STATES CHRONICLE – Scientists have finally revealed substantial evidence that indicates attention-deficit/hyperactivity disorder (ADHD) is a neurological disorder. They concluded that this common illness should be considered an issue of the brain caused by delayed maturation. Moreover, no evidence supports the idea that this could be a problem of parenting or motivation.
People who have ADHD have different brain structures compared to non-ADHD people. An international team of scientists has developed one of the greatest studies of brain imaging. They have unveiled that this neurological disorder involves a reduced volume in significant brain areas, mainly the amygdala, being responsible for governing emotions.
The newly developed study was published on February 15 in the Lancet Psychiatry magazine. It included data on adults, adolescents, and kids living with ADHD. Nevertheless, the most prominent differences in brain volume were revealed in children. The study proved that five out seven subcortical brain areas were smaller in people with ADHD compared to people from a control group.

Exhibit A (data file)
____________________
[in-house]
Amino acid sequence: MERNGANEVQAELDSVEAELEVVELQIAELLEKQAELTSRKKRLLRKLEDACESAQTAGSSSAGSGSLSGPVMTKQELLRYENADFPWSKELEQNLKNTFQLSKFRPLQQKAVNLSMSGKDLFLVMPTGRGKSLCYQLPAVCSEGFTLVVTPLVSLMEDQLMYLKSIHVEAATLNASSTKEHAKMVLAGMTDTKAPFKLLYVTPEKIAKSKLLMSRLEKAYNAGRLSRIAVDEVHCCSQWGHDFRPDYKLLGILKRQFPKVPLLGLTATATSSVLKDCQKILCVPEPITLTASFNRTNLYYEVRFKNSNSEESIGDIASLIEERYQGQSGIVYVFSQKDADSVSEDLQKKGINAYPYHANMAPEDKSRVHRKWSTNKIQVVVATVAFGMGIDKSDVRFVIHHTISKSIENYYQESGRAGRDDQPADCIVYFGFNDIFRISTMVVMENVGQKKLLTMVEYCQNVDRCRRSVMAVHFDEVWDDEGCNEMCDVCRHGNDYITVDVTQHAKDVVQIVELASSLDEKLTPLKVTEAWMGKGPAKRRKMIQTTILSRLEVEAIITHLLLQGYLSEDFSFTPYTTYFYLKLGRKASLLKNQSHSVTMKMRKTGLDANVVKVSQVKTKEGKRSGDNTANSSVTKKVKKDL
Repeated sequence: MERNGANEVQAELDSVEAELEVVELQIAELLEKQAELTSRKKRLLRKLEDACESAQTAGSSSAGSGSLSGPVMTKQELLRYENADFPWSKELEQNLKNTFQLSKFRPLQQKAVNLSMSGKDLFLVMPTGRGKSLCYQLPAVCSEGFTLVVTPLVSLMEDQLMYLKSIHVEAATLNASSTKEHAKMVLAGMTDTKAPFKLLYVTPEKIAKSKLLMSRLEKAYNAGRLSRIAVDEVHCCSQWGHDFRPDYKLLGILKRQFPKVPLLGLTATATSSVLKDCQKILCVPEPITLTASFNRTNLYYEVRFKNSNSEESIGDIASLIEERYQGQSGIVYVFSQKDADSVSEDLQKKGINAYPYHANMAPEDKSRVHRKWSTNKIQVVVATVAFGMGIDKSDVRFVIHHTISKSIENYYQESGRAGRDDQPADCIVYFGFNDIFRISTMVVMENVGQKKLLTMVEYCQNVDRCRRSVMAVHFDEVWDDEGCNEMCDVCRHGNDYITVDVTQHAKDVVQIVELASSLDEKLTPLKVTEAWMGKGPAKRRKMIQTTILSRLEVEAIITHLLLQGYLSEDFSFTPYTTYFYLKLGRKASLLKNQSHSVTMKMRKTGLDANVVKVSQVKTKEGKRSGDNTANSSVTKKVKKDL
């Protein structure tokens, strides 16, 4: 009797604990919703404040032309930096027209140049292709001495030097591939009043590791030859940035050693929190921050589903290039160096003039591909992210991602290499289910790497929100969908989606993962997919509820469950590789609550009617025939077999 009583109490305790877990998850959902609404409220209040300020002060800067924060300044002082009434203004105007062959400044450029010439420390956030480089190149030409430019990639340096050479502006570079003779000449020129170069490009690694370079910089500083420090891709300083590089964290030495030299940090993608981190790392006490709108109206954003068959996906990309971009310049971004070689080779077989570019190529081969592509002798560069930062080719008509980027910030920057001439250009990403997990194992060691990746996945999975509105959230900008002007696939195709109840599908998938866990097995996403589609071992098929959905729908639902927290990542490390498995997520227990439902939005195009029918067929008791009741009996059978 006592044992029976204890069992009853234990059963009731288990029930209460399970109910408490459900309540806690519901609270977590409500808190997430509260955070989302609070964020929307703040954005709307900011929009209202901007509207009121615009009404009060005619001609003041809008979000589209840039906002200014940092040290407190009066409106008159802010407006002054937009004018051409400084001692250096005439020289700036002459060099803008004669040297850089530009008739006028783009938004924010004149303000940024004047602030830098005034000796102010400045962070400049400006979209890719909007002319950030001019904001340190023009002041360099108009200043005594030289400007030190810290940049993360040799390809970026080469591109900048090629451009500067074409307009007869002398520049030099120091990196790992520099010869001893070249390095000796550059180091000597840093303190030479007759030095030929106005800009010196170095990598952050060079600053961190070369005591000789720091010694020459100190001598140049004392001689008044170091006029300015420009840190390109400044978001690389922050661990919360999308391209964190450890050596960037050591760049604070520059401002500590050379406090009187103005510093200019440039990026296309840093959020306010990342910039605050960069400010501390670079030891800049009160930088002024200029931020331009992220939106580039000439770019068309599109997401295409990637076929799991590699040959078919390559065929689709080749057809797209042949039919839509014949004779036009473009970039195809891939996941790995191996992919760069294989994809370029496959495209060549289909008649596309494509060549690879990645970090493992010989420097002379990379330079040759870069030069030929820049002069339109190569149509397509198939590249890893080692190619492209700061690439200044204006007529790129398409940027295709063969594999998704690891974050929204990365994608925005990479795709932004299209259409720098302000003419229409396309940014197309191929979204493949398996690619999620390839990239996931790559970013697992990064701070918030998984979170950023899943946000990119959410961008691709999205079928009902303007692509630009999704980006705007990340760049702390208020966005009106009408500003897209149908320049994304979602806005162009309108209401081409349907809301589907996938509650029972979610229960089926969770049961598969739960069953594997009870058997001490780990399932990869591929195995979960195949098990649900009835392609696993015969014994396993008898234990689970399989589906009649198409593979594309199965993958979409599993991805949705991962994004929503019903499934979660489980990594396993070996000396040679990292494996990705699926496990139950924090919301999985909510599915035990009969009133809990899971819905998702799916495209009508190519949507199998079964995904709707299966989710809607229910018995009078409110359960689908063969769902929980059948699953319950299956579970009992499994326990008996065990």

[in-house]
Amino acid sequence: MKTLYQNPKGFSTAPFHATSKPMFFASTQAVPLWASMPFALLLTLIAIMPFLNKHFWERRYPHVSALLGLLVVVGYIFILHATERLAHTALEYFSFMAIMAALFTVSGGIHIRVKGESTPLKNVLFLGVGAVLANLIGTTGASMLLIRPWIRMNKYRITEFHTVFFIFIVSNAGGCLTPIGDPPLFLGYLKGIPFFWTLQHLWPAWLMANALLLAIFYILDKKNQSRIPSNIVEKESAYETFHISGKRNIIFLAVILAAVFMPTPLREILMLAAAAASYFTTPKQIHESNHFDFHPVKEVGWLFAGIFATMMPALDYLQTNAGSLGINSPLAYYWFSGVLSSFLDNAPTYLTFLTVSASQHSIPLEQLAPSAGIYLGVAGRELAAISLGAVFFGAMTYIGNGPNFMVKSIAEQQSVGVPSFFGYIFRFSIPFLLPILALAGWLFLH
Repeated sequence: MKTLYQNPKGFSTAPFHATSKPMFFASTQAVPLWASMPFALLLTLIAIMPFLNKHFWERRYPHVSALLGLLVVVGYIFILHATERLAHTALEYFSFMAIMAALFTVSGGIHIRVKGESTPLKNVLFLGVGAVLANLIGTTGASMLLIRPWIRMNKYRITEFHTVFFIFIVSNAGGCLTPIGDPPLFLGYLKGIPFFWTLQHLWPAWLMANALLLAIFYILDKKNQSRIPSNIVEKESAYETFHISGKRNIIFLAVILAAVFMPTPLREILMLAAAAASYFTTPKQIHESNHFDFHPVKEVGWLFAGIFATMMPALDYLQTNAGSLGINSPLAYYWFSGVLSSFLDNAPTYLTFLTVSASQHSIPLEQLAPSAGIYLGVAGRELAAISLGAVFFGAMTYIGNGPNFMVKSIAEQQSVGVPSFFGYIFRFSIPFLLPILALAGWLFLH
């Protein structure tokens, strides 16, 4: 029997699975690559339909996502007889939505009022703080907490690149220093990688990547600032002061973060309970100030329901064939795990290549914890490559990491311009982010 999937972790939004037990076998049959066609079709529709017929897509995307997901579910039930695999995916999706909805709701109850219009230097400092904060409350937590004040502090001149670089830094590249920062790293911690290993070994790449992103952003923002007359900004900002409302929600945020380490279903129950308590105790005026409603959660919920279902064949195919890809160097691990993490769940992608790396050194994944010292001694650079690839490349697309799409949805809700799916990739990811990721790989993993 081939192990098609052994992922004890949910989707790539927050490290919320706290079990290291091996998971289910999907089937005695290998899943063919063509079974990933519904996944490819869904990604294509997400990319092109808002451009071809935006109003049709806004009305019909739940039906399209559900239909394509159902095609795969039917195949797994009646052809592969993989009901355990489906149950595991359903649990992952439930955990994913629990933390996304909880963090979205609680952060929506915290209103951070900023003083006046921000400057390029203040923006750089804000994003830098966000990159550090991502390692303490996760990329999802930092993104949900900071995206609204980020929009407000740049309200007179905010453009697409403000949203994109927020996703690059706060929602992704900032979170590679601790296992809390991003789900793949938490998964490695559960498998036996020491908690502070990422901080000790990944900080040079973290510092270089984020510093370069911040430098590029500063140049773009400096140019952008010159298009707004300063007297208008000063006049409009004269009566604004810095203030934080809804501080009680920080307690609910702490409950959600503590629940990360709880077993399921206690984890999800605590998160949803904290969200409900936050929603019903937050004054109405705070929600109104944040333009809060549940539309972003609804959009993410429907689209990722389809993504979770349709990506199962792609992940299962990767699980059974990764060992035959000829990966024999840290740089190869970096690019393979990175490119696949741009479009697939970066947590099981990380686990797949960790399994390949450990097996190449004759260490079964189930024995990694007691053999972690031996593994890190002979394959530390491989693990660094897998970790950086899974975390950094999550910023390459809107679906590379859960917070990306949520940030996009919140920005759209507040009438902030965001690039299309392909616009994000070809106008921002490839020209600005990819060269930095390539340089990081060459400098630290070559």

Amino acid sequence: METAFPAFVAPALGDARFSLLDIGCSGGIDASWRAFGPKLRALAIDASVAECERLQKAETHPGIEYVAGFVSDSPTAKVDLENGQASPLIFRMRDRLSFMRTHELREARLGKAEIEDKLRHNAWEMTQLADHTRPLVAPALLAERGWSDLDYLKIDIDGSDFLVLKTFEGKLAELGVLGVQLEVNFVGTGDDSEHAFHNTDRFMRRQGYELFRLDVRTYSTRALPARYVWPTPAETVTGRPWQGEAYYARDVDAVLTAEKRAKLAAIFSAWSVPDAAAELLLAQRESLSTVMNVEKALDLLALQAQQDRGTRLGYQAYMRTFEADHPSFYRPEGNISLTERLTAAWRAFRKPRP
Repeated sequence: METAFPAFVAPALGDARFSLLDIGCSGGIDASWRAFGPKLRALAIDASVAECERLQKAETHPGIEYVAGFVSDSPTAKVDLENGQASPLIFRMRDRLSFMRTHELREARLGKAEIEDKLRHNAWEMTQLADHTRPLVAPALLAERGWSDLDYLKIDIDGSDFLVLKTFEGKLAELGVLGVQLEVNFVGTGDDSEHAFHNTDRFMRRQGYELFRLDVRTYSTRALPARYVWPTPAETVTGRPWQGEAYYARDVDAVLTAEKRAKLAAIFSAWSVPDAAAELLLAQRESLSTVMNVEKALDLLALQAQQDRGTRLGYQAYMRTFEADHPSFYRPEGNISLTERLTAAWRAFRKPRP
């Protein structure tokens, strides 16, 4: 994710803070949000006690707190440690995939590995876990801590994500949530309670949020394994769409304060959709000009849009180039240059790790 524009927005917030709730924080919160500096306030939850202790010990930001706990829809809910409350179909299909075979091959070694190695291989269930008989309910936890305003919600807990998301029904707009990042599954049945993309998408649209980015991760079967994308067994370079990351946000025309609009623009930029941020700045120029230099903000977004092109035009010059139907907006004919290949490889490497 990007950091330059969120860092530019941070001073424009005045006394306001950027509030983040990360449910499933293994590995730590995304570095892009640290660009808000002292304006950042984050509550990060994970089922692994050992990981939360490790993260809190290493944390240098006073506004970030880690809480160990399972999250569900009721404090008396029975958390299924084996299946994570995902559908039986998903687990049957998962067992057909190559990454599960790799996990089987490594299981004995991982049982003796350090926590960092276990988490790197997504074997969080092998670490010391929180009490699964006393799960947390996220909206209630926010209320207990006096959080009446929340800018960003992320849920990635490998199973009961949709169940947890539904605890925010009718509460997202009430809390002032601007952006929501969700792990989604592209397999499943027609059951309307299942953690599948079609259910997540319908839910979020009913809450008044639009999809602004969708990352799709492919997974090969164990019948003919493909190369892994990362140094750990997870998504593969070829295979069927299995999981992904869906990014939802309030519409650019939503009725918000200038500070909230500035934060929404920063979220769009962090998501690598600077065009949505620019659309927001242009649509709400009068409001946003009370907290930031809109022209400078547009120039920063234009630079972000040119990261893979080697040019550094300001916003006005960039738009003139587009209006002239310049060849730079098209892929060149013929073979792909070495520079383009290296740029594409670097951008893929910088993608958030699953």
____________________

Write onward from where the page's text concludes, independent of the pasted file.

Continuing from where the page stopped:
The regions which had a reduced volume were the amygdala, the hippocampus, the nucleus accumbens, the putamen and the caudate nucleus. The hippocampus constitutes the area where our memories form, while the nucleus accumbens is the area responsible for processing motivation and reward. The putamen is the brain region involved in delivering stimuli responses, also focusing on learning. The caudate nucleus was linked to purpose-directed actions.
Martine Hoogman, a geneticist at Radboud University in the Netherlands and also the first author of the study, claimed that the amygdala is a brain structure which was not known to be involved in the evolution of ADHD. Researchers knew that this brain area is involved in recognizing emotional stimuli and regulating emotions. Nevertheless, other studies in the past have shown that it is also involved in the process of repressing a response.
Hoogman stated that both processes are known to be key factors in the development of this neurological disorder. The group of scientists which conducted the study participate in a worldwide consortium called Enhancing Neuro Imaging Genetics through Meta-Analysis (ENIGMA).
Their primary purpose is to bring together as many specialists as possible in fields, like psychiatry, neurology, genomics and imaging to develop a better understanding of brain structures. The new study was developed at 23 different location in nine countries, being built by a team of 80 researchers.
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